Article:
Mom’s House, Dad’s House

by Isolina Ricci

This book feels dated, and not just because it still emphasizes the importance of land lines, beepers, and snail mail for communication and doesn’t know anything about websites, cell phones, text messaging, video calls, or social media.

It feels like it was written for traditional suburban families with a dad who works full time, a mom who stays at home, and both of them can’t wait to get remarried because only a mom and a dad make a real family. (This book doesn’t know same-sex couples exist, either.) It doesn’t give examples of any custody arrangements where each parent has the kids for an equal amount of time.

I didn’t recognize myself or my own divorce in any of the examples.

In fairness, it was published in 1980 and last updated in 1997. But it still claims to be the “definitive” guide for divorcing parents. Which seems a little ambitious given all the above.

I admit I skimmed quite a lot of it.

Still, I found some useful information in this book. The road map from separation to separate healthy homes helped me locate my own divorce in the process. And the explanation of “negative intimacy” and why it is important to strive for a businesslike relationship with a former spouse resonated strongly with me.

All the same, there must be better, more up-to-date books for divorcing parents. Since that’s now me, I’d be grateful for recommendations.

What I Mean When I Say I’m Autistic

by Annie Kotowicz

When I read We’re Not Broken I felt like I understood more about autism as a public health issue, but not necessarily what it means to be autistic. It turns out this book is what I was looking for.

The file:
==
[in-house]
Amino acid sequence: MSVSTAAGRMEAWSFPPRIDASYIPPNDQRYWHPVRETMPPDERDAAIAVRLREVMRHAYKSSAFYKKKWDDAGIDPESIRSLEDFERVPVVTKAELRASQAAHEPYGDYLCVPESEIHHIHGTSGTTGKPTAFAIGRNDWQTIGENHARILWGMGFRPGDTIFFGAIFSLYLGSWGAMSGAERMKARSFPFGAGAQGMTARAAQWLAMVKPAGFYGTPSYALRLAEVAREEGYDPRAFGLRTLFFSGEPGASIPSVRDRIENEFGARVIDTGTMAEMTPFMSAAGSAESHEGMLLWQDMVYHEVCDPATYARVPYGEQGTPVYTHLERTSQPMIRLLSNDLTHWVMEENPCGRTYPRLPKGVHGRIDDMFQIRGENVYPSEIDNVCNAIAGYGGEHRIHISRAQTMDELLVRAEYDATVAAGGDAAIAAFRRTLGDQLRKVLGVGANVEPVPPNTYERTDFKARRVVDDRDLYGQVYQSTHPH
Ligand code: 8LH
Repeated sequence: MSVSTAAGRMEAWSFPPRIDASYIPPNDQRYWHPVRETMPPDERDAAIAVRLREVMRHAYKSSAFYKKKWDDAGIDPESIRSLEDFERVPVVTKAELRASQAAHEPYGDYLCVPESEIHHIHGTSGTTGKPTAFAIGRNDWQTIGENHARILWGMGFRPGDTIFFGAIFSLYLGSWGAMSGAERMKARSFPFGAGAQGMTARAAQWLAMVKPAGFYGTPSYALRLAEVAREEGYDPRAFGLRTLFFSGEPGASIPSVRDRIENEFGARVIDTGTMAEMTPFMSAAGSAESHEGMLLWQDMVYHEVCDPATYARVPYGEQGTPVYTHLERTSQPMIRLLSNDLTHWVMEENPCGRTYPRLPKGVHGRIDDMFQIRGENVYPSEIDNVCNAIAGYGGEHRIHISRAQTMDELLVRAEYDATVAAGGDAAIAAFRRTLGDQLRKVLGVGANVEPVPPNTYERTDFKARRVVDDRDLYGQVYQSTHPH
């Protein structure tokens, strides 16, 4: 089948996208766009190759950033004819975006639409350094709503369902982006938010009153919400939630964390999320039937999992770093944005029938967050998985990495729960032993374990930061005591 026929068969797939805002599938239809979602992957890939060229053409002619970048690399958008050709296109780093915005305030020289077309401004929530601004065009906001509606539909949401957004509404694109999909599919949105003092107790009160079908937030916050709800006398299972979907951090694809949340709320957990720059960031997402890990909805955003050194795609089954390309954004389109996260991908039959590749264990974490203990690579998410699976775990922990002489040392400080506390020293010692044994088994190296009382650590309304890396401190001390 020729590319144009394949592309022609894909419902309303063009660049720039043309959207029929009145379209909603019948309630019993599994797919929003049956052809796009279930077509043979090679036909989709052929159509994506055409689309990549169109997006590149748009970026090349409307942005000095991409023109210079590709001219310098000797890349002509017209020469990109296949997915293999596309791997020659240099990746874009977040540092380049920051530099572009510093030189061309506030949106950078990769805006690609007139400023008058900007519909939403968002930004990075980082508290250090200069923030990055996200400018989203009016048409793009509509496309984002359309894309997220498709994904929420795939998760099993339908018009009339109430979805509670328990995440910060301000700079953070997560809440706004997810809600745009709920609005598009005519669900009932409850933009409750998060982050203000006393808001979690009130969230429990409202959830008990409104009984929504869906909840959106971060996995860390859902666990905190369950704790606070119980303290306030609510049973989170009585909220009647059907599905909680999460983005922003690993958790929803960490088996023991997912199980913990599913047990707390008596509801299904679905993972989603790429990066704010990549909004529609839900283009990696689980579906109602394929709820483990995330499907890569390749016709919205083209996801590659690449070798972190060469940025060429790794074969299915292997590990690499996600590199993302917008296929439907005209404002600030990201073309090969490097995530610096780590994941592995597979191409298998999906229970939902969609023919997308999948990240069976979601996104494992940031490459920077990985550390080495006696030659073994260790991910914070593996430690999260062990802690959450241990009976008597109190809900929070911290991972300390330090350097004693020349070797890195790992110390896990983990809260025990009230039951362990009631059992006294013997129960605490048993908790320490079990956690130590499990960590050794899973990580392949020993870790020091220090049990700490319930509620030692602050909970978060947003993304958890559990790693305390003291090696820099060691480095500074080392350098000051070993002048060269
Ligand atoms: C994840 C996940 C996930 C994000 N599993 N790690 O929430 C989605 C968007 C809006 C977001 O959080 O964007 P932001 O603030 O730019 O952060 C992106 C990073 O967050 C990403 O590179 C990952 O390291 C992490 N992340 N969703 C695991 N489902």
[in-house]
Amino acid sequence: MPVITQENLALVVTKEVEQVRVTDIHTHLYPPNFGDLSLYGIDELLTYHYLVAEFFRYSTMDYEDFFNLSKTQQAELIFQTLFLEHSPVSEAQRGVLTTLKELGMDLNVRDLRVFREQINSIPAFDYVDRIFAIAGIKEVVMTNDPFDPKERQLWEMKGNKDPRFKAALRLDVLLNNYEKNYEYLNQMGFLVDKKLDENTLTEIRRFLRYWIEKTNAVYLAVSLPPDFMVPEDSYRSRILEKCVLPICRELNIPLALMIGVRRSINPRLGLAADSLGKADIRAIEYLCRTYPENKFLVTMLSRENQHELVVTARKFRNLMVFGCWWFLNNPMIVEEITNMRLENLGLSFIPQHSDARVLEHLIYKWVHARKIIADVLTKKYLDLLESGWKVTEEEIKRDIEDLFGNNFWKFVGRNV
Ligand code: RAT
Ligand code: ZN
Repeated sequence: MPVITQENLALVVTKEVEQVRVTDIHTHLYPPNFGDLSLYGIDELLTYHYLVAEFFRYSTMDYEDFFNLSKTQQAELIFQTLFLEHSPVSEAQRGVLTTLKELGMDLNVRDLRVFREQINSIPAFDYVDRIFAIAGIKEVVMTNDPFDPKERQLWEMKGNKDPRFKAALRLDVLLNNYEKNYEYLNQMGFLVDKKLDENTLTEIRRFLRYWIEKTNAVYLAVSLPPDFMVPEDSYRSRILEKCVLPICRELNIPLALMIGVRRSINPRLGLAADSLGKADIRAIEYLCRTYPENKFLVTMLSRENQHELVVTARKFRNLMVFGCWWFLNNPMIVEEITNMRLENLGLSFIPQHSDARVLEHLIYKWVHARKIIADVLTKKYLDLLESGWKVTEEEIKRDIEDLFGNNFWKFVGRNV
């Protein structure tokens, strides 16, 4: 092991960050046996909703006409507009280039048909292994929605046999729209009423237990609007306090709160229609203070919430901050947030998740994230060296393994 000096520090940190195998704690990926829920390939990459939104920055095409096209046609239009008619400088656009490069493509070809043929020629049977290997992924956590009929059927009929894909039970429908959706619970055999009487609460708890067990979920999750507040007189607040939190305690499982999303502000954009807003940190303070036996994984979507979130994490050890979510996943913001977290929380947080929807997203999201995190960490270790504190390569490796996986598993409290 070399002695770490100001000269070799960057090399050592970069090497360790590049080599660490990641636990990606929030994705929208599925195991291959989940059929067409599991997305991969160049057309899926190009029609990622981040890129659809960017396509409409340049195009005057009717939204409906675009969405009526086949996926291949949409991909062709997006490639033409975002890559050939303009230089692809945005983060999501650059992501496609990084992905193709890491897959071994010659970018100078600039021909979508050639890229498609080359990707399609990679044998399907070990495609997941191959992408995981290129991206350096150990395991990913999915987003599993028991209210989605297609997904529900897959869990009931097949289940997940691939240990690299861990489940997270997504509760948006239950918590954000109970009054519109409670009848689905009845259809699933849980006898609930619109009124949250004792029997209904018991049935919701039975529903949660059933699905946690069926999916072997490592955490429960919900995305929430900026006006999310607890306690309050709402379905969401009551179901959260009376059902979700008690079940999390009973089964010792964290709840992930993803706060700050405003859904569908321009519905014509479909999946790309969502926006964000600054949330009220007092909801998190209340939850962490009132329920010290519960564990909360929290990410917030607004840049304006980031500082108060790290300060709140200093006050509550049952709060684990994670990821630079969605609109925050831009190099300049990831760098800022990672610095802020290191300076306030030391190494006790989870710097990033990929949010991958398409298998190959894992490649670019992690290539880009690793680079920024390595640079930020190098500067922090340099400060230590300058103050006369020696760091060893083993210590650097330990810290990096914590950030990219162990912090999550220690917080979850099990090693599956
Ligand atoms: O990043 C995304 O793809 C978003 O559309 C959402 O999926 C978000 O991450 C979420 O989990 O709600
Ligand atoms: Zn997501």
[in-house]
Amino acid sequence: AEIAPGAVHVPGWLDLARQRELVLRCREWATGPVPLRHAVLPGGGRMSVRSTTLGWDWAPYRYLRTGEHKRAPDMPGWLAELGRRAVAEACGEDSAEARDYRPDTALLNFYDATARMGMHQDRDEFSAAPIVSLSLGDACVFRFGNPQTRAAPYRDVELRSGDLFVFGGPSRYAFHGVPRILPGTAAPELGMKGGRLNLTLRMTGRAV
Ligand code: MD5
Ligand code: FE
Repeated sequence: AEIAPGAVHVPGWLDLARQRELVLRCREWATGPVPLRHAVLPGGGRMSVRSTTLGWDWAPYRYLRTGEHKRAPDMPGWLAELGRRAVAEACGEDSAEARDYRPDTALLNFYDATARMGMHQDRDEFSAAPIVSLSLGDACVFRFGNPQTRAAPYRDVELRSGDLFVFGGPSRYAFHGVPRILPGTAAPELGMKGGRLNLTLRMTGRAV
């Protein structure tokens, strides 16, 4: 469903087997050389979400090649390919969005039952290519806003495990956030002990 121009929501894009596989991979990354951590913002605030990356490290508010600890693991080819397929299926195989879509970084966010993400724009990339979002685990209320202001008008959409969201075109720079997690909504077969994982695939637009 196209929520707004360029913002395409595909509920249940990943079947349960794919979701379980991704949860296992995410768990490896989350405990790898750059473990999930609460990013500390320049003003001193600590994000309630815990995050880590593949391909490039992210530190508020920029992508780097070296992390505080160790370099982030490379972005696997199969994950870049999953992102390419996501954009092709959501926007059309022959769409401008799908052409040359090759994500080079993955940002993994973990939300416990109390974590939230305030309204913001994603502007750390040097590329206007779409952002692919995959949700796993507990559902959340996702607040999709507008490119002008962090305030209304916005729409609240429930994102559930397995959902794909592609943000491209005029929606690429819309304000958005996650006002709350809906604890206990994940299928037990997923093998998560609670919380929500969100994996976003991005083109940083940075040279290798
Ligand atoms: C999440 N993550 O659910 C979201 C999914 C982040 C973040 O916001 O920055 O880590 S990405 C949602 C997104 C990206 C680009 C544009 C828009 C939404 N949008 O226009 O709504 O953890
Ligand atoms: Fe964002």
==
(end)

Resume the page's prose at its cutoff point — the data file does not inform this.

Through the lens of science and her own experience, Annie Kotowicz describes what it means to be autistic.

Autistic people process information differently, because our brains are hyper-connected in some places and less connected in others.

I miss what others catch, and I catch what others miss.

What I Mean When I Say I’m Autistic, pages 15 and 19.

I don’t want to tell anyone what to read (yes I do), but if you have an autistic person in your family, workplace, or circle or friends, I think this book will be really helpful. Maybe that person would even be willing to read it first and circle the parts that especially apply to them, and cross out the parts that don’t, as Kotowicz suggests.

The Order of Time

by Carlo Rovelli

A book that fascinates, confuses, and reassures in uneven measures (reassurance coming late, and perhaps in smaller measures that I would like). But a lovely little book that provides a window into the fundamental nature of our world for those of us who aren’t current on the scientific and philosophical investigations into the nature of time.

I’m still not sure if I should be surprised that the memory of reading it came after the act of reading it, instead of before. Maybe I’d better read it again.

The Dope: the Real History of the Mexican Drug Trade

by Benjamin T. Smith

I decided to visit Mexico City this year, so I thought I should try to learn more about Mexico. (This isn’t the only book on my reading list; it’s just the first one the library had available for me.)

This book attempts to tell a truer story of the Mexican-American drug trade. Here is how it starts:

[T]he driving force of the drug trade is and always has been economic. America has an enduring and enormous appetite for narcotics.

p. 6

And America’s insatiable appetite for narcotics means there is enough drug money to buy protection, torture, rape, and murder, from corrupt officials on both sides of the border.

Here is how the book ends:

As long as narcotics remain illegal, incentives to produce and smuggle them will outweigh any economic alternatives.

p. 407

Perhaps that could also read “as long as America refuses to address its drug problem at home ….”

If you want to learn more about the drug trade and get angry about it, too, I’d definitely recommend this book. It’s an easy read, even if it left me wanting more.